Why Do My Kids Hate Me

I don’t understand why my kids hate me. I’m really trying to figure it out, but I’m pretty it’s because of their Mom (she hates me). I started a checklist to see what’s the matter.

  1. I’m always late with pay child support so the kids can’t be in sports or other activities.
  2. I never pay the full amount of child support because I have bills to pay and a social life, I’m pretty sure my paying less doesn’t impact my kids.(Why do they keep asking me about stuff?)
  3. I always complain to my kids about child support. (They should know the court ripped me off.)
  4. I always complain to my kids about their mother.
  5. I use my kids as my personal messenger to deliver my message to their mother.
  6. I ask my kids what their Mom has recently bought for the house or about her new partner. (I’m just curious- that’s not making them my spies)
  7. Baseball games, school plays, parent-teacher nights interfer with my plans besides I might see their mother and I hate her. (Sitting in the same stadium is not far enough away for me.)
  8. It’s the playoffs or world series, that only happens once a year and I have a bet in the game. I can see the kids next week or next month. I don’t want to watch the game on my DVR. They understand how much I love sports.
  9. I am not going to a kids movie or event, that’s just not my thing.
  10. This is a really important text- the kids don’t mind if I’m not “present.”
  11. A conversation at dinner- what would we talk about?
  12. This new 75 inch TV is really for them.

Why do my kids hate me? It’s can’t be anything I’m doing.

Father’s Day

It’s Father’s Day. There’s a difference between being a father and being a Dad. A Dad is there for his kids. He takes full advantage of seeing is children and he takes full advantage of talking to his children. Sure I know that you’re tired after a long week at work or maybe you’re working a second job to support your children but those are adult issues. Kids only know that they see you or hear from you. They only know that you take the time to ask about their day and share parts of your life with them. To your kids you are the most important man in the world.

But your EX is a horrible person that you can’t stand to see. Wow, that’s original! Divorce does not mean divorcing your kids. Can’t stand to see your EX then make arrangements to do a kid exchange at McDonald’s were making a scene would make her look like a jerk. Get your kids in the car before you engage in a limited conversation and that conversation should be “I’ll text you later.” Use a parenting text service and keep all of your communication through that service. If possible, arrange to have a relative pick up or deliver your kids. If you have to pick up the kids at their house, then ring the bell and wait for them outside (always be cordial to their Mom- hello goes a long way in front of your kids). Your kids are watching you and listening to you and it’s important for you to set a good example because your kids will carry that message all of their lives.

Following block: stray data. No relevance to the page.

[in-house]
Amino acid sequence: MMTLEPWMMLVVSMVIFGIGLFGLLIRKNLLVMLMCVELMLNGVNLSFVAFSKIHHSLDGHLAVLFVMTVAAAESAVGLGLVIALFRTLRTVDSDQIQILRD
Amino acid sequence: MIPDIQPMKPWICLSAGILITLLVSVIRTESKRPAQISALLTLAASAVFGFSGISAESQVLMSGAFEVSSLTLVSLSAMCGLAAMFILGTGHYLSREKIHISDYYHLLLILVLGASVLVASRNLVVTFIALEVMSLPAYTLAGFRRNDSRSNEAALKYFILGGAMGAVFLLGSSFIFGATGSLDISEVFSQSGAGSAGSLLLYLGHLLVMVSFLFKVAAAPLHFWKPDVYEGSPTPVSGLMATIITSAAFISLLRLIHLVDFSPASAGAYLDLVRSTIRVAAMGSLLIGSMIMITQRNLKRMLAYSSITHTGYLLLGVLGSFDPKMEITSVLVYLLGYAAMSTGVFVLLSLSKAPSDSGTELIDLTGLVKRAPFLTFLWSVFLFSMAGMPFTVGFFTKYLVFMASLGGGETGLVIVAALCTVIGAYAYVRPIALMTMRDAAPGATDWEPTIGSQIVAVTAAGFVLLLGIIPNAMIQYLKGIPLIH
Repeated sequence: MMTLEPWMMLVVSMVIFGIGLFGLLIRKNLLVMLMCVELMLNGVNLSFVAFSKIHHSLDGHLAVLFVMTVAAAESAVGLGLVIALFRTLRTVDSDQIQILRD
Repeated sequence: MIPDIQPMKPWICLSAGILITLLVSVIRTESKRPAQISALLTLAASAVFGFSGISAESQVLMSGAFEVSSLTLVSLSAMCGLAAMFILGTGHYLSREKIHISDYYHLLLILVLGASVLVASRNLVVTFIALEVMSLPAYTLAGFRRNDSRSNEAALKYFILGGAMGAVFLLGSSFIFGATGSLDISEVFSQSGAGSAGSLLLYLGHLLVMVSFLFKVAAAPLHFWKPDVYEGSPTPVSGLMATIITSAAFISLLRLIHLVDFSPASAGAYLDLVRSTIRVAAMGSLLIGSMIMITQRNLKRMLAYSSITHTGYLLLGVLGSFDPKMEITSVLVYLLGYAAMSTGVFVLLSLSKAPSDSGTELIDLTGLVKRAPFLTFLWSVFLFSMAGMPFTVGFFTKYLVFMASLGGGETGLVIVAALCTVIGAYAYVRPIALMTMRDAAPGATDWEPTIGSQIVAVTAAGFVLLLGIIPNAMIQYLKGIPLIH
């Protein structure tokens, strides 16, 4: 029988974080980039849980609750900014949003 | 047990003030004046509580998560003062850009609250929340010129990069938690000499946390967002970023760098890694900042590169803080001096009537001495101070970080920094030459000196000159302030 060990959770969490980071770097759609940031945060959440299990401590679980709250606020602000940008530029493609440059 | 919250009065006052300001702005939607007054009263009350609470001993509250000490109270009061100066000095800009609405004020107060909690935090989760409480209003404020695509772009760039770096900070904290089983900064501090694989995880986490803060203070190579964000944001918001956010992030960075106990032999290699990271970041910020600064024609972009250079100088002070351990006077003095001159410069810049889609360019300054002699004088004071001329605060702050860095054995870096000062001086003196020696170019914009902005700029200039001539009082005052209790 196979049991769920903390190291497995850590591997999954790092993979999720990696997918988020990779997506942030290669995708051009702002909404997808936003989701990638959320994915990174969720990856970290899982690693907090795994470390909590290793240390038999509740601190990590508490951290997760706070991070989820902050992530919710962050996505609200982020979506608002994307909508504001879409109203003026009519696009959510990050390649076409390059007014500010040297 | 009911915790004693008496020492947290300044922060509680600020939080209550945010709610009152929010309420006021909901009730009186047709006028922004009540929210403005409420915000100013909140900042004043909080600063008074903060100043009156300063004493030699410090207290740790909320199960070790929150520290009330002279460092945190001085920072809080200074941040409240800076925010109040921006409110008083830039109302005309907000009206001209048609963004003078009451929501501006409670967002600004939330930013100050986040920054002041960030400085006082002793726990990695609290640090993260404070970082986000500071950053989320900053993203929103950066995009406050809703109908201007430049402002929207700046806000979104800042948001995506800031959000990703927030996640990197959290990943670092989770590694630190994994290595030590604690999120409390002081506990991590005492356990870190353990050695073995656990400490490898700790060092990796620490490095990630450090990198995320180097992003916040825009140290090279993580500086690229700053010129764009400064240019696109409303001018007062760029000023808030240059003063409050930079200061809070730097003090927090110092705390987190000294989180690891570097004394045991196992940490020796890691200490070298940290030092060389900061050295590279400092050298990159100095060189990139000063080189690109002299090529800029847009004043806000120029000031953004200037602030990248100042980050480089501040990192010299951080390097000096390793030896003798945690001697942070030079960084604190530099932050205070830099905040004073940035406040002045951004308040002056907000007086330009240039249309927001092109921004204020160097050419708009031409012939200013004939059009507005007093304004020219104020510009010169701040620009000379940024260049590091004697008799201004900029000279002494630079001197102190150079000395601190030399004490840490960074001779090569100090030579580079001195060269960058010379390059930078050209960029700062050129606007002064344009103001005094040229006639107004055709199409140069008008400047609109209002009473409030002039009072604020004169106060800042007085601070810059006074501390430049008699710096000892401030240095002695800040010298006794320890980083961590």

This Father’s Day be a Dad. Put your phone down because no message or phone call is more important than your children.

This Father’s Day be a Dad. Have patience with your children because they are learning from you how to be loving and responsible people.

Happy Dad’s Day.

Talk To Me

Why do we divorce? It’s better to start with why do we get married. While there are some who shared a few too many drinks and headed off to the Chapel of Love in Las Vegas, most of us dated and thought this person was our soulmate (a term I find so disingenuous) and we overlooked all of those big and little annoyances (s/he is so cute when…..). Some of us thought our marriage clock was winding down fast and better march down the aisle before the alarm rang (no one wants to hear the alarm bell). Some of us got married because we said yes to the proposal (or offered the proposal) in those heady first months (or year) and then you were afraid to hurt your partner’s feeling by saying your love had changed and marriage was no longer right for you. Then there are the expectations of family and friends- they love your intended- and you can’t possibly let them down (not a good answer!). Or the wedding invitations have been sent out and the reception venue booked, might as well go through with it (you can get refunds so draft the contract with enough wiggle room for you to cancel the venue).

The key to why we divorce is the lack of communication. Communication is not just talking but actively engaging in the process. Communication includes listening. When you began to be unhappy was when you should have started talking- actually, if you could recognize changes in you, or your relationship, that was really the starting point of your discontent and the should have been the impetus to start communicating. Communication is self-reflective not finger-pointing. It’s an opportunity to change your relationship, your future, for the better. If you don’t know how to start the conversation, there are plenty of self-help books and there is therapy  (for you). I am not a fan of couple’s therapy (I find them to be bitch sessions) but it may work for you (you can always stop). Communication during dating and then, importantly, during the marriage may prevent you from divorcing.